Lab Med Online.  2020 Oct;10(4):334-339. 10.47429/lmo.2020.10.4.334.

The Usefulness of Flow Cytometry for Measuring Phosphorylated Signal Transducer and Activator of Transcription 1 to Diagnose and Manage Chronic Mucocutaneous Candidiasis: A Case Report

Affiliations
  • 1Department of Laboratory Medicine and Genetics, Samsung Medical Center, Sungkyunkwan University School of Medicine, Seoul, Korea
  • 2Samsung Biomedical Research Institute, Samsung Medical Center, Seoul, Korea
  • 3Department of Pediatrics, Samsung Medical Center, Sungkyunkwan University School of Medicine, Seoul, Korea

Abstract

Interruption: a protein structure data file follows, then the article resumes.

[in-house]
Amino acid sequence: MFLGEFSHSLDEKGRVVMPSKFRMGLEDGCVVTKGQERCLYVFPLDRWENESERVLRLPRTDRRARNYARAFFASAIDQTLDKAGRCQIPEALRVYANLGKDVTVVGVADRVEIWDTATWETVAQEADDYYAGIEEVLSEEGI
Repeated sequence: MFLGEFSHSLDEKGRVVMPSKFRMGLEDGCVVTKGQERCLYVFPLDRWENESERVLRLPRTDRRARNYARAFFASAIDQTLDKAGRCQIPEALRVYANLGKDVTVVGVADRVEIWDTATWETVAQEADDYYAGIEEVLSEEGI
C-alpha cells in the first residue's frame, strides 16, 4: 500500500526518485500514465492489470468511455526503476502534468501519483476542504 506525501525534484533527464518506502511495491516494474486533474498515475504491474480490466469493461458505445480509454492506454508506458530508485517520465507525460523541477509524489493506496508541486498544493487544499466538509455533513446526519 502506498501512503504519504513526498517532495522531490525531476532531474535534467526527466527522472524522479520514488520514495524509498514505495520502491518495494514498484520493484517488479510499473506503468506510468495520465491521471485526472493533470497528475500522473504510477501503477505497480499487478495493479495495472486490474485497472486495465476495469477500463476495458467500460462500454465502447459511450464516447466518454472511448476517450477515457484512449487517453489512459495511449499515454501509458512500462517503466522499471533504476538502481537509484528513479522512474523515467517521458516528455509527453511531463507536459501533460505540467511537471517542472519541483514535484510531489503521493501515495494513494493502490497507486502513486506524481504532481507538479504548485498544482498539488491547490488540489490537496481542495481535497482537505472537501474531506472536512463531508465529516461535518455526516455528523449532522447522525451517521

Autosomal dominant chronic mucocutaneous candidiasis (AD-CMC) is a subtype of CMC caused by gain-of-function (GOF) mutation of the signal transducer and the activator of transcription 1 (STAT1) protein. GOF mutation of STAT1 disrupts Th17 cell differentiation and causes susceptibility to candida infection in mucous membranes. Although genetic testing is crucial to diagnose AD-CMC, a simple and fast diagnostic tool is required for the management and reduction of complications associated with infection. Flow cytometry (FCM) is suggested for the measurement of intracellular phosphorylated STAT1 (pSTAT1) in a stimulated status. Here, we report the application of FCM to show the activation status of STAT signaling in a 24-year-old female patient diagnosed with AD-CMC. Compared to the controls, the patient’s T cells showed increased levels of pSTAT1 after stimulation by interferon-γ and lesser extent of inhibition caused by an inhibitor. To the best of our knowledge, this is the first evaluation of the usefulness of FCM as an alternative diagnostic and monitoring tool of GOF STAT1 in Korea.

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